Portland, Oregon-- The Sunday, March 30 Oregonian editorial stated “…a strong case can be made that the truly momentous decisions facing this state's voters will be lower on the ballot, embodied in the men and women who end up nominated to run next fall for the Legislature…. Legislative elections are always important in the state, but possibly never more so than this year. “
The editorial noted the broad question of attitude and intent in the context of the sagging economy and the legislature’s immediate partisan history, and then posed several questions “voters all across the state should be asking:”
Here’s the link:
These are good questions, but they are not all of the good questions voters should be thinking about as the May 20 primary nears.
Here are some more:
Which candidate will focus more strongly on resolving hunger and food insecurity, low food bank stocks and the threats rising food prices bring to our communities?
Which candidate will serve on a legislative committee that works directly on access to affordable health care, preventative care, prescription anxiety, mental health, replacement of the Oregon State Hospital and the development of a statewide community of care?
With Oregon’s aging population, a critical shortage of nurses and nurse-training classes, with service-related disabilities skyrocketing from the wars in Iraq and Afghanistan, which candidate will be better positioned to make the right choices in determining state policy to serve seniors and people with disabilities?
Which candidate is better equipped to deal with issues related to the occupation of Iraq and the war in Afghanistan as they impact Oregonians and the state’s economy? Who will stand for Oregon’s 300,000 veterans?
Which candidate is likely to be more effective in moving the state through the mortgage crisis and addressing affordable housing and homelessness?
Which candidate is likely to be more effective in moving the state forward as our population diversifies and new immigration policies must be developed? Who is better equipped to guide the state through divisive issues such as access to drivers licenses, day labor sites and the recent Interstate-renaming fiasco?
Small businesses, emerging, women-owned and minority-owned small businesses are the backbone of the Oregon economy. Which candidate is better suited to work hands-on in supporting these vital sectors?
Which candidate can bring significant structural and policy change to the legislature and how it conducts the people’s business from the first day in office?
The candidates will exert their greatest public policy influence through the legislative committees on which they serve and, given the likely continued democratic control of both chambers and the Governor’s office, not with their votes on the House or Senate floor. Thinking strategically, how will the candidates’ committee choices make the most significant difference for Oregonians?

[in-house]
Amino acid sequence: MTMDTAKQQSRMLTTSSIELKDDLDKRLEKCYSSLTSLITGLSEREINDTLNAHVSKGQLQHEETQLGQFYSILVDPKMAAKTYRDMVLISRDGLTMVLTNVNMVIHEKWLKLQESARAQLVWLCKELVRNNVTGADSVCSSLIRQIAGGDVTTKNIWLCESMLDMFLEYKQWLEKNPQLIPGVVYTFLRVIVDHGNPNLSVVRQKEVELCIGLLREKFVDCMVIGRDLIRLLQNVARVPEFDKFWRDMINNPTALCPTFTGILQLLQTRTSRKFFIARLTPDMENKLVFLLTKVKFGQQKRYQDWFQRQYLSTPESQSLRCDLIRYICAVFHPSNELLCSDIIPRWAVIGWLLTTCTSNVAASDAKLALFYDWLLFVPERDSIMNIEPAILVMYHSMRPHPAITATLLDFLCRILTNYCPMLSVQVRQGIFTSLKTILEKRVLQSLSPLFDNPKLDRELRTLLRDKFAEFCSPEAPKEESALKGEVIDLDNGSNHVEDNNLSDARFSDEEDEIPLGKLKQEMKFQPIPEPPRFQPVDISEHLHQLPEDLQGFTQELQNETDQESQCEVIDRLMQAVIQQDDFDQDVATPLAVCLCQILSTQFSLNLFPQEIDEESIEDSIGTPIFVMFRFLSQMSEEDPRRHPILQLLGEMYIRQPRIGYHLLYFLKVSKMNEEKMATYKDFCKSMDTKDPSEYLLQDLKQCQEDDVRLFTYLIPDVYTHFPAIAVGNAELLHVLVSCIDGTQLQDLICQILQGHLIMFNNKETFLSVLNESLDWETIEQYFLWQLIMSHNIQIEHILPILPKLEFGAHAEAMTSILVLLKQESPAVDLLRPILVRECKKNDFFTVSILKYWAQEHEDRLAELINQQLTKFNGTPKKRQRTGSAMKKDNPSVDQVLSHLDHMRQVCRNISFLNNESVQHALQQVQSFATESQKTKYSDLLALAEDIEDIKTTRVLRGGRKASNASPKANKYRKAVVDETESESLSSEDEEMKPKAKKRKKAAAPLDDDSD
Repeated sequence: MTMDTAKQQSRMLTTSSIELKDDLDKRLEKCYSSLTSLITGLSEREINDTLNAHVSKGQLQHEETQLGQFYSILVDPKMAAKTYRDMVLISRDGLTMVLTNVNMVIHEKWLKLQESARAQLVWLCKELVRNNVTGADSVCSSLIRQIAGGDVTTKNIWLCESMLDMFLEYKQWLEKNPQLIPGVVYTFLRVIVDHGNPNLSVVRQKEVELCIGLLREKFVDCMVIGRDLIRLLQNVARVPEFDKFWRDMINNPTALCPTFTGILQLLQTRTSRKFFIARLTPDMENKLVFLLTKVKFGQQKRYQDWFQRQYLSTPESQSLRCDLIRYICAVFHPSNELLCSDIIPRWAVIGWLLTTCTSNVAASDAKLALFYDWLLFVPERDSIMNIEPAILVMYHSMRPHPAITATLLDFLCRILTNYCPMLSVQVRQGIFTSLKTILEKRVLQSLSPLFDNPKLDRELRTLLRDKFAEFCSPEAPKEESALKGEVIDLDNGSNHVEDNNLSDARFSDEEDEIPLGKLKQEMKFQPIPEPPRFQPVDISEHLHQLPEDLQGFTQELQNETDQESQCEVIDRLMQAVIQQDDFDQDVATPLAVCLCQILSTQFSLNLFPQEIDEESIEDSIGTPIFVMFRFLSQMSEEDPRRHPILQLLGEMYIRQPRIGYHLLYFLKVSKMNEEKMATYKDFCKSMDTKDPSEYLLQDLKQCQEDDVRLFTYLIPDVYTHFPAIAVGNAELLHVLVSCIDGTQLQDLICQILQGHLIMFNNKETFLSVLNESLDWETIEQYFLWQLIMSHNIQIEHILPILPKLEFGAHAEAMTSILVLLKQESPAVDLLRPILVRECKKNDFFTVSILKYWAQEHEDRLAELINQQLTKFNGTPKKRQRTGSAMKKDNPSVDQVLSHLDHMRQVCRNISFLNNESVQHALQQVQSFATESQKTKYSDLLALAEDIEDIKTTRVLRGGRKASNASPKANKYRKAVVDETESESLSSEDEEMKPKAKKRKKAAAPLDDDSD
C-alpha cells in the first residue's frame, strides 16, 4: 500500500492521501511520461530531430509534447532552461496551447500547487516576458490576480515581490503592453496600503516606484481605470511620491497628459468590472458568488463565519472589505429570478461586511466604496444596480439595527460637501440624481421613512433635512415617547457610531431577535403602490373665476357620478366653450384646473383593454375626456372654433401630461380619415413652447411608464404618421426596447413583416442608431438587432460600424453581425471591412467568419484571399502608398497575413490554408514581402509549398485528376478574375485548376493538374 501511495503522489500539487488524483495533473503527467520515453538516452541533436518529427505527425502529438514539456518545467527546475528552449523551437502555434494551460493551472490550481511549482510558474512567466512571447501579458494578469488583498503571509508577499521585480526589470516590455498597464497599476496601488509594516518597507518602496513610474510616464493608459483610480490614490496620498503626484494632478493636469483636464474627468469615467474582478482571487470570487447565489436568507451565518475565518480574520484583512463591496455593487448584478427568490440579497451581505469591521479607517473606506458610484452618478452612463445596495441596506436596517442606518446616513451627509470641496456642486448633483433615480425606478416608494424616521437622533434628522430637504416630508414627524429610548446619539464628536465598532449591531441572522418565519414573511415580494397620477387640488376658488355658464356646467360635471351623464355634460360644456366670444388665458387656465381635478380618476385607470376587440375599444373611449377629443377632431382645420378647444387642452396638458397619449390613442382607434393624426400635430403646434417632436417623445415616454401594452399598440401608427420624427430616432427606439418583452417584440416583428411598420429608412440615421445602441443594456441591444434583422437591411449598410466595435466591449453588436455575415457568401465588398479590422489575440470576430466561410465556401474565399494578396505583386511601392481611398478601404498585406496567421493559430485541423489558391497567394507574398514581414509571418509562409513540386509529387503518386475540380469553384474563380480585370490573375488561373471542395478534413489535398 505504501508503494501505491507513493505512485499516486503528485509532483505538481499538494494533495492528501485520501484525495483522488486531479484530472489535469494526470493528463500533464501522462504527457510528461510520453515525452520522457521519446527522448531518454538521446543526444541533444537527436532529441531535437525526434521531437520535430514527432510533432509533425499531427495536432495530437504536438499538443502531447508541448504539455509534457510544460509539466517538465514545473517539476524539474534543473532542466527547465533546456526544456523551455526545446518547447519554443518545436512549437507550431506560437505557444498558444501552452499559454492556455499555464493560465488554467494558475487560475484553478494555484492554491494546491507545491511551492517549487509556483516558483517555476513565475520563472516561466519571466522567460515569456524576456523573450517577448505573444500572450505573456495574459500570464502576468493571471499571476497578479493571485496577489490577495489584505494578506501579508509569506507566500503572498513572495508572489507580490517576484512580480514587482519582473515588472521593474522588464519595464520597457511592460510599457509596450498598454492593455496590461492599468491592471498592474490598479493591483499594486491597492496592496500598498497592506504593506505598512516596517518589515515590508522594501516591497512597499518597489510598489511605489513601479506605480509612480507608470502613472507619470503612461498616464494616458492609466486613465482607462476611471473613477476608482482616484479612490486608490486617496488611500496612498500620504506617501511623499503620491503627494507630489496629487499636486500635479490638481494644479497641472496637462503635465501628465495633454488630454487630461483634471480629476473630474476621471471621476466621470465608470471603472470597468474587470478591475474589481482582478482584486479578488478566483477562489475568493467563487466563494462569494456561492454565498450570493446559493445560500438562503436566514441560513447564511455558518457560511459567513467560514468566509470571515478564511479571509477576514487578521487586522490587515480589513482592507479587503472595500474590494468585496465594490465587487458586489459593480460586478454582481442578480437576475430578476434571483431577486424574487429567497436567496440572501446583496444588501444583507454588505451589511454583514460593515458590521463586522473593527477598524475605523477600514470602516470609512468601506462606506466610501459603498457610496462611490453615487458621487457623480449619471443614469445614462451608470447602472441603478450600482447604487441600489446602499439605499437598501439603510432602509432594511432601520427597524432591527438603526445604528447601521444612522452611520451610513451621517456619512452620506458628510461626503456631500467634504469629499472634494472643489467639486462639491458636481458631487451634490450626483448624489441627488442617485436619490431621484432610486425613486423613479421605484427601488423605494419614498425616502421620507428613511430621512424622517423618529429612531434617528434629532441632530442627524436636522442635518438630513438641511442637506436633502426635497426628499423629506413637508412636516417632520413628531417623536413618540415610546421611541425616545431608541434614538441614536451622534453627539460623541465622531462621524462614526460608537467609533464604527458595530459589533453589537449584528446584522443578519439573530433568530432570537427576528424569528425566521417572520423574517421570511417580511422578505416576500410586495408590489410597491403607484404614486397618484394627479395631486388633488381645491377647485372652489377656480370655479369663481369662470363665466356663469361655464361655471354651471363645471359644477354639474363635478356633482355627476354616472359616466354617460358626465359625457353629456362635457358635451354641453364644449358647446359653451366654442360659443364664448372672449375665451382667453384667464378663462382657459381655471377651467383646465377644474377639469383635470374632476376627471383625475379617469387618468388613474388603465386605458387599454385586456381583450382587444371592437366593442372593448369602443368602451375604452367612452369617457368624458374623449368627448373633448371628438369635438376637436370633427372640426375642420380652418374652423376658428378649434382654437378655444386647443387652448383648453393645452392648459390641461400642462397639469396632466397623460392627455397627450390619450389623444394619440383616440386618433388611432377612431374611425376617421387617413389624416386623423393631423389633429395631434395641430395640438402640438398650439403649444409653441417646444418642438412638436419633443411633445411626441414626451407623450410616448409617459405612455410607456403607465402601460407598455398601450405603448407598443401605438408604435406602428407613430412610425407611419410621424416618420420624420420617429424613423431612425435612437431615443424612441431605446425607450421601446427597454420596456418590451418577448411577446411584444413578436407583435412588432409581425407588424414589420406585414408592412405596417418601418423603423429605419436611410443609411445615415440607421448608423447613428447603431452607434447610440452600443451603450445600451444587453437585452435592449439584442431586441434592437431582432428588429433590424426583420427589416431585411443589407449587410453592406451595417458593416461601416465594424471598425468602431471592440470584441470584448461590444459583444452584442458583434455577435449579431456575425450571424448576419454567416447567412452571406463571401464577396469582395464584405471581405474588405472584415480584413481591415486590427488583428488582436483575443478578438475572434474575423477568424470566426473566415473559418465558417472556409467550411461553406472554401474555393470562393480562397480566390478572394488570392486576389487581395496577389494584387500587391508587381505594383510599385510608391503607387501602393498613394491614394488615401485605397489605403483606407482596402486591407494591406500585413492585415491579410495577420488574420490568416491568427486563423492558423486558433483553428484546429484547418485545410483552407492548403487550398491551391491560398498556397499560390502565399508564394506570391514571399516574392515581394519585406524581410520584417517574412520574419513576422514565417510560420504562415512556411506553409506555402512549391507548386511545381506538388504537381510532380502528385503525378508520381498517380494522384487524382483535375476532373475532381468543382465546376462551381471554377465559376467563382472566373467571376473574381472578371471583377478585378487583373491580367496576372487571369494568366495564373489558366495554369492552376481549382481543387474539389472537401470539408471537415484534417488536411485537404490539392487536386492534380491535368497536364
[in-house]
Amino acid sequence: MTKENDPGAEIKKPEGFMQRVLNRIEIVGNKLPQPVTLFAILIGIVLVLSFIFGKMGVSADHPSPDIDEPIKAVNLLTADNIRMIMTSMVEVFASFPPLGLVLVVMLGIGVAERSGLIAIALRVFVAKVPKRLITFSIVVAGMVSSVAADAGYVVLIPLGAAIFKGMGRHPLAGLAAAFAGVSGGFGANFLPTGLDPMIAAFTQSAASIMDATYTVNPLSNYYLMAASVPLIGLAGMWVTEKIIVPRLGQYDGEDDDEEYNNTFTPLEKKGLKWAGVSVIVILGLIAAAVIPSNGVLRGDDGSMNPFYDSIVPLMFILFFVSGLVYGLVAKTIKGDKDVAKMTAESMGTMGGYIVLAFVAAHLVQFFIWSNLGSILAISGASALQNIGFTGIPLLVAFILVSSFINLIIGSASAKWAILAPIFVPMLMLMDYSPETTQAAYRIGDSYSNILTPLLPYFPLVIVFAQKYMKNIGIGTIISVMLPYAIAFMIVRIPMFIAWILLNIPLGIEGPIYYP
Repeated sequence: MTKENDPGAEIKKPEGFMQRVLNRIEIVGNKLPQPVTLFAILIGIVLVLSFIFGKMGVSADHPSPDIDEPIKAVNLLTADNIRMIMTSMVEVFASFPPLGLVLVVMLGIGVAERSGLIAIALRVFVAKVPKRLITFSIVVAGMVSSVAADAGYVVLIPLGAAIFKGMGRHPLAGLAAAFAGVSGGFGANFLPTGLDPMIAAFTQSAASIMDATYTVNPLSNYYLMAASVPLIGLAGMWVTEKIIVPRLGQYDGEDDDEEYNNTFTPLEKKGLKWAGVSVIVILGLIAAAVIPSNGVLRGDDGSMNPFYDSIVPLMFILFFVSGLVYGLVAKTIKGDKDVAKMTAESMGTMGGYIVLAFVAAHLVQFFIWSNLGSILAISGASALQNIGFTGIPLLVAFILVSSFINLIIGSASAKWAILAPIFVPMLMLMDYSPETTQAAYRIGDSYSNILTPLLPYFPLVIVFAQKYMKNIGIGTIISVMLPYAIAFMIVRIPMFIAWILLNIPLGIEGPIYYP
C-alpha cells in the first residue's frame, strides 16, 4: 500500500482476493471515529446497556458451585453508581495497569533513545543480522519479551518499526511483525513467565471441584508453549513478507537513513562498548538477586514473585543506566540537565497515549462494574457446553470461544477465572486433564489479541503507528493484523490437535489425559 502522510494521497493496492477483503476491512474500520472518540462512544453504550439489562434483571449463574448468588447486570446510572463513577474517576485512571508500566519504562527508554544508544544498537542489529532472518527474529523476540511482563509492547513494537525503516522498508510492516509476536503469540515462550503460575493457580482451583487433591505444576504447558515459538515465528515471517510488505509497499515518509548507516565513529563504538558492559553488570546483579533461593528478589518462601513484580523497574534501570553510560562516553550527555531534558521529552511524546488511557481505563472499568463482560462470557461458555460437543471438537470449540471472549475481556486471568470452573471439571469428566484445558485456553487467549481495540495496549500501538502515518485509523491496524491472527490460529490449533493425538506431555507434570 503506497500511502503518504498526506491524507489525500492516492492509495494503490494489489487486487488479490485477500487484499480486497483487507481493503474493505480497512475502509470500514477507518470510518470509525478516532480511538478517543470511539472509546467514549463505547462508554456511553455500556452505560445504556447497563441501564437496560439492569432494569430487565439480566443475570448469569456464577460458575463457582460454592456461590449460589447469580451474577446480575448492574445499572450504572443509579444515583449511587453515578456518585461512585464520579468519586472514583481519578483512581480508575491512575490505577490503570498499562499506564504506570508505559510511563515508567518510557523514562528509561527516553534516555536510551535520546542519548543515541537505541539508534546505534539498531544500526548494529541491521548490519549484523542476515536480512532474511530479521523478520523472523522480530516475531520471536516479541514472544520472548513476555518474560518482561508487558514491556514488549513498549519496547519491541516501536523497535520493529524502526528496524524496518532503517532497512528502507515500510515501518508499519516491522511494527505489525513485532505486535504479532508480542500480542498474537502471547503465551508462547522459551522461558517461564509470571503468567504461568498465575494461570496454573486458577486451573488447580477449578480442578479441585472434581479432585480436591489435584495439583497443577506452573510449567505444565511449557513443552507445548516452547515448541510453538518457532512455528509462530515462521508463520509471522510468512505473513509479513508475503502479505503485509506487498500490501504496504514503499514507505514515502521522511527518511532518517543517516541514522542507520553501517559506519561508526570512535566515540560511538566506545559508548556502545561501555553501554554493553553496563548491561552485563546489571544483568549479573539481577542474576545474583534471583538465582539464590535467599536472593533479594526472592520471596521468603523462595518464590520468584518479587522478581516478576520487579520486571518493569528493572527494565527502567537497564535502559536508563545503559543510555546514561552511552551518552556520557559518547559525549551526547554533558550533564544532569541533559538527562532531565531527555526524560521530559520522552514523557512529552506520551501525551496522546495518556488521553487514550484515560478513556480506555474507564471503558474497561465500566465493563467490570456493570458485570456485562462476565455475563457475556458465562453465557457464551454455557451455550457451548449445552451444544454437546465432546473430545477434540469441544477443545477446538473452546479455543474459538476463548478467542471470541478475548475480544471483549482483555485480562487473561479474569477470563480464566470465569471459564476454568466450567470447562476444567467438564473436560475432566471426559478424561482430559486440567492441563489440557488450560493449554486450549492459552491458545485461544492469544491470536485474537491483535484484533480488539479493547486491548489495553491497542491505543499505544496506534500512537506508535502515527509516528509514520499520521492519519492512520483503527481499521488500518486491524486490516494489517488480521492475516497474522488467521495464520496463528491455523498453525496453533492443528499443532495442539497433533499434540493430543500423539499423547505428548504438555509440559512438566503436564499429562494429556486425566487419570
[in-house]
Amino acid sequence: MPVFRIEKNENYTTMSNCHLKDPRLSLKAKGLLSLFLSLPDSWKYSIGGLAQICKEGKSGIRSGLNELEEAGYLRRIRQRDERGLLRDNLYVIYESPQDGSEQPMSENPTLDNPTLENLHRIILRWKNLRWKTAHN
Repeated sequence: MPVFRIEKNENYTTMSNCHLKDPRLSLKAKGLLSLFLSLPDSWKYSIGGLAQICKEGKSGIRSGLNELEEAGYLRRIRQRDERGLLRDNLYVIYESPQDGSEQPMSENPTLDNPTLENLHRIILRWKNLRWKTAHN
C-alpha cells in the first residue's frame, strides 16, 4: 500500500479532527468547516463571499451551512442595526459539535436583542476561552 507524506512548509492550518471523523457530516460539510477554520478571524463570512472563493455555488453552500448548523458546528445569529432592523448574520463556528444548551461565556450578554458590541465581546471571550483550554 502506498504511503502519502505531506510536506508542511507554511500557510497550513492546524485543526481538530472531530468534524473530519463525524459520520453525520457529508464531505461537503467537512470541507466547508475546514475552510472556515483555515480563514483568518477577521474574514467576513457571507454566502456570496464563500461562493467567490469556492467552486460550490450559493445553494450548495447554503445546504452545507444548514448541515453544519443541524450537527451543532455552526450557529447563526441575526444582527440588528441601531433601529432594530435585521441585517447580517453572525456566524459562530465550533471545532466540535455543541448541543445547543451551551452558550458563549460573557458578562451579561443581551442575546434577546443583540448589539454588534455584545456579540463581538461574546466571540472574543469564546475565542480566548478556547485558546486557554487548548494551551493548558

The answers to all of these questions should differentiate between what issues the candidate will work directly on and where the candidate’s participation will consist of voting to support the work of others.
These critical issues are all in play in the race for Senate District 23, the only Senate primary contest where voters have more than one candidate to “choose” from.
Senate District 23 features a choice between two well-qualified but vastly differently qualified candidates.
The choice can be boiled down to either electing a fresh voice well-prepared to grapple with these issues, or moving the status quo 500 feet to the east.
The Establishment’s comfort zone lies in the latter, cemented into an entirely predictable four-year term.
The challenger to the status quo faces long odds to be sure. Across the path to victory lie the barriers of privilege, power and position.
The challenger, however, is fueled by “the fierce urgency of now”, that the issues he cares about are questions of life and death for many, and the belief that voters in this election cycle are ready to move the state into the 21st century, departing from the foregone conclusions and inevitability so often characterized as a public process.
The Oregonian’s editorial provides a valuable public service, elevating the discussion regarding legislative races largely absent so far as May 20 draws near.
How broadly and incisively the public discourse on these important electoral questions are fleshed out remains to be seen, but I hope that the Oregonian and other media will take this task on. There is much riding on the outcome.